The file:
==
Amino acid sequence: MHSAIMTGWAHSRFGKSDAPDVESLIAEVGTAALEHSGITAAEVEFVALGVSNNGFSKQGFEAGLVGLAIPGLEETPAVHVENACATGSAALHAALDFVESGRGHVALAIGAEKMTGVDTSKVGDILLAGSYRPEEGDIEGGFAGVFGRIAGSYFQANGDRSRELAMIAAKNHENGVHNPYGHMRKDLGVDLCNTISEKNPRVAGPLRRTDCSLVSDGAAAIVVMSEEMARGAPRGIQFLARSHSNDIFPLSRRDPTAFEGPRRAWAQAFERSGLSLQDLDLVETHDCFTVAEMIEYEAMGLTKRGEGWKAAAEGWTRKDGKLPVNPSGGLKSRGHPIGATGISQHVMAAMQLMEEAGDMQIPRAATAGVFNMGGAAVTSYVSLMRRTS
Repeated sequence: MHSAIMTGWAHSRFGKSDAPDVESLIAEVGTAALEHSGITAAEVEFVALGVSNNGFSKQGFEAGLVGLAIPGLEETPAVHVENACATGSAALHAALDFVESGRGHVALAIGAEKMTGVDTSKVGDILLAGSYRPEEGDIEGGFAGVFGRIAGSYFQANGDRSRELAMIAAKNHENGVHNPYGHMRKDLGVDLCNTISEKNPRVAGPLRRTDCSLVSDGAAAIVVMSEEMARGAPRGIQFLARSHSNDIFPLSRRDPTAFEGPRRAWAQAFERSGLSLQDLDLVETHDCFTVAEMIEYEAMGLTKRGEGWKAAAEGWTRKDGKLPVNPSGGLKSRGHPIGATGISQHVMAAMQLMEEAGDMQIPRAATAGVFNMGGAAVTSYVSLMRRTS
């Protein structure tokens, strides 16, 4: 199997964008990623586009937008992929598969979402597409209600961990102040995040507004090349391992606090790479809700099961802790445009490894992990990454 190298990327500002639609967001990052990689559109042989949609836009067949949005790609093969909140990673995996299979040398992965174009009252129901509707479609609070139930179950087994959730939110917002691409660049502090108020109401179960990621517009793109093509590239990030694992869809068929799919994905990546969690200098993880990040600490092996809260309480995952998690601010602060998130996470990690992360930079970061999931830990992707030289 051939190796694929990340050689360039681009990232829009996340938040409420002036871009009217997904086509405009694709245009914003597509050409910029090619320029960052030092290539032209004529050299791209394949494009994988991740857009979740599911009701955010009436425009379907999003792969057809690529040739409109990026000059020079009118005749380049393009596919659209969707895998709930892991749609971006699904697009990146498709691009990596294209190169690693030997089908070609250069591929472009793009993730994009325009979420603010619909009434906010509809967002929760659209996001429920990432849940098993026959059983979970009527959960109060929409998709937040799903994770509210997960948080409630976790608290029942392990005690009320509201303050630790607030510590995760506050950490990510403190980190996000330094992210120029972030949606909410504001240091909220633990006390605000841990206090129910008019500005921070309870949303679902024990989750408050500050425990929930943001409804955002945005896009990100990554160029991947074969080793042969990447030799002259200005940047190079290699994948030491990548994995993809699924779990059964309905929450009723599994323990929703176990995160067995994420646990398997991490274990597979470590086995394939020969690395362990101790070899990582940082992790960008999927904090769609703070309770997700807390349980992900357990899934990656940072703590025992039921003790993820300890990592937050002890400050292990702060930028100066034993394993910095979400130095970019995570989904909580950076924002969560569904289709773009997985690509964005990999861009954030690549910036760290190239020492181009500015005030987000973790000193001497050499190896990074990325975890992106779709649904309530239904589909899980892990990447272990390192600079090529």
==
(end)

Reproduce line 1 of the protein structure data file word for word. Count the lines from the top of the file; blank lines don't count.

Amino acid sequence: MHSAIMTGWAHSRFGKSDAPDVESLIAEVGTAALEHSGITAAEVEFVALGVSNNGFSKQGFEAGLVGLAIPGLEETPAVHVENACATGSAALHAALDFVESGRGHVALAIGAEKMTGVDTSKVGDILLAGSYRPEEGDIEGGFAGVFGRIAGSYFQANGDRSRELAMIAAKNHENGVHNPYGHMRKDLGVDLCNTISEKNPRVAGPLRRTDCSLVSDGAAAIVVMSEEMARGAPRGIQFLARSHSNDIFPLSRRDPTAFEGPRRAWAQAFERSGLSLQDLDLVETHDCFTVAEMIEYEAMGLTKRGEGWKAAAEGWTRKDGKLPVNPSGGLKSRGHPIGATGISQHVMAAMQLMEEAGDMQIPRAATAGVFNMGGAAVTSYVSLMRRTS